“Like creating a masterpiece, quitting is an art: you have to decide what to keep within the frame and what to keep out.” — Richie Norton
How do you know when to hold ‘em?
How do you know when to fold ’em?
How do you know when to walk away … or when to run?
Quitting isn’t always obvious.
You might have grown up hearing that winners never quit and quitters never win, but it’s not true. Unfortunately, it’s bad advice when you take it to the extreme.
Winners quit all the time. But they know when to quit, and when to dig in.
In the book, How to Fail at Almost Everything and Still Win Big: Kind of the Story of My Life, Scott Adams shares what he learned about knowing when to quit and when to stick with something.
Which Path Will Be Most Fruitful?
How do you know which way to go, and whether you are even on the right path? And if you stick with it, how do you know whether it will yield any fruitful results?
“Childhood obsessions and tolerance for risk are only rough guides to talent at best. As you grow and acquire more talents, your potential paths to success multiply quickly. That makes it extra hard to know which possibility among many would put you in a position of competitive advantage. Should you pursuit a career that uses your knowledge of photography and software, or something that uses your public-speaking skills and your gift for writing? There’s no way to be completely sure which path will be most fruitful.”
Try Lots of Different Things
Experiment. How do you know if you’ll be a good swimmer or even like swimming, if you never go in the water? How do you know if your idea is any good, if you don’t test it with real users?
“The smartest system for discerning your best path to success involves trying lots of different things – sampling, if you will. For entrepreneurial ventures it might mean quickly bailing out if things don’t come together quickly.”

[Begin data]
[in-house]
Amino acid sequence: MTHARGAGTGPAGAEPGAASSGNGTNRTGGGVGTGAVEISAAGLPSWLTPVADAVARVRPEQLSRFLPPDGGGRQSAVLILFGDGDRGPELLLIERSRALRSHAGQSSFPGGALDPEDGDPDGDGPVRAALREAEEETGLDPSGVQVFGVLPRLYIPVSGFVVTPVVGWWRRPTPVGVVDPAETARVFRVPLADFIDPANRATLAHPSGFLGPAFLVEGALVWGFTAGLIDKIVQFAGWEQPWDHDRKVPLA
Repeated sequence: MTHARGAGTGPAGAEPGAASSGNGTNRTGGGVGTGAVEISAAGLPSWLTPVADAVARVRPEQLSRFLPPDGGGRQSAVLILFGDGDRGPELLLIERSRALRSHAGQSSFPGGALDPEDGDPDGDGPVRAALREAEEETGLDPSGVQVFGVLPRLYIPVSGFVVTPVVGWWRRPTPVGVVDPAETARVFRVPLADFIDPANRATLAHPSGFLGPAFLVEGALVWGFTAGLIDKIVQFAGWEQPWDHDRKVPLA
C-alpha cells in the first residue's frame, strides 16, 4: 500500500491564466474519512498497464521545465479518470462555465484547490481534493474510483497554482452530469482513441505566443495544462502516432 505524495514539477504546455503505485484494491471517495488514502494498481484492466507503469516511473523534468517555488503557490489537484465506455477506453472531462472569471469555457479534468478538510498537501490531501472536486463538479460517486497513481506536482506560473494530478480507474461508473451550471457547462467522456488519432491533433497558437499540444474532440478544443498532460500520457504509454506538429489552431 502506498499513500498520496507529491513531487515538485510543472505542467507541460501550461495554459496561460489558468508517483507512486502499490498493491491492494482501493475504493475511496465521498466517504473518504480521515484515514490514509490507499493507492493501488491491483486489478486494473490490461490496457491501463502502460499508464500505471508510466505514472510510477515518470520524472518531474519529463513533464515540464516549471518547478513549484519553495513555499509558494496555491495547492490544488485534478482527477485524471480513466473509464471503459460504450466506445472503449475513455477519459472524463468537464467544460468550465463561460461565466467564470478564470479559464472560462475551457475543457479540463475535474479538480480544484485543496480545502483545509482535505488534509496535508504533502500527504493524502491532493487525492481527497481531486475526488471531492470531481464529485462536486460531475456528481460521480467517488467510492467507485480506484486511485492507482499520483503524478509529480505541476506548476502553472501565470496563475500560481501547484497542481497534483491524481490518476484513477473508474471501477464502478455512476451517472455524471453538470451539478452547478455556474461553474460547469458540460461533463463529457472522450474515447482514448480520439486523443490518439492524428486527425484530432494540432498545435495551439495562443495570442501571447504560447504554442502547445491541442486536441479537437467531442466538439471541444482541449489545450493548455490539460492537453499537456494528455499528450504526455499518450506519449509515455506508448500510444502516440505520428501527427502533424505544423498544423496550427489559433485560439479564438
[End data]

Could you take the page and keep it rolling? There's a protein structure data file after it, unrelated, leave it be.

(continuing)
You Need to Know When to Quit
If quitting is not a part of your vocabulary, you’ll set yourself up for failure by taking away your flexibility to invest in better bets, and let the bad ones go.
“That approach might conflict with the advice you’ve heard all of your life – that sticking with something, no matter the obstacles, is important to success. Indeed, most successful people had to chew through a wall at some point. Overcoming obstacles is normally an unavoidable part of the process. But you also need to know when to quit. Persistence is useful, but there’s no point in being an idiot about it.”
Things that Will Work Out Well, Start Out Well
You can’t quit everything you start, or you’ll never get over the humps. But not all humps are created equal. Even the little humps up front show signs of potential.
“My guideline for deciding when to quit is informed by a lifetime of trying dozens of business ideas, most of them failures. I’ve also carefully observed others struggling with the stay-or-quit decision. There have been times I stuck with bad ideas for far too long out of a misguided sense that persistence is a virtue. The pattern I notice was this: Things that will someday work out well start out well. Things that will never work start out bad and stay that way. What you rarely see is a stillborn failure that transmogrifies into a stellar success. Small successes can grow into big ones, but failures rarely grow into successes.”
Are you holding on to success?
Or, is it time to let things go, and would a change of pace do you good?
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Image by Alex Indigo.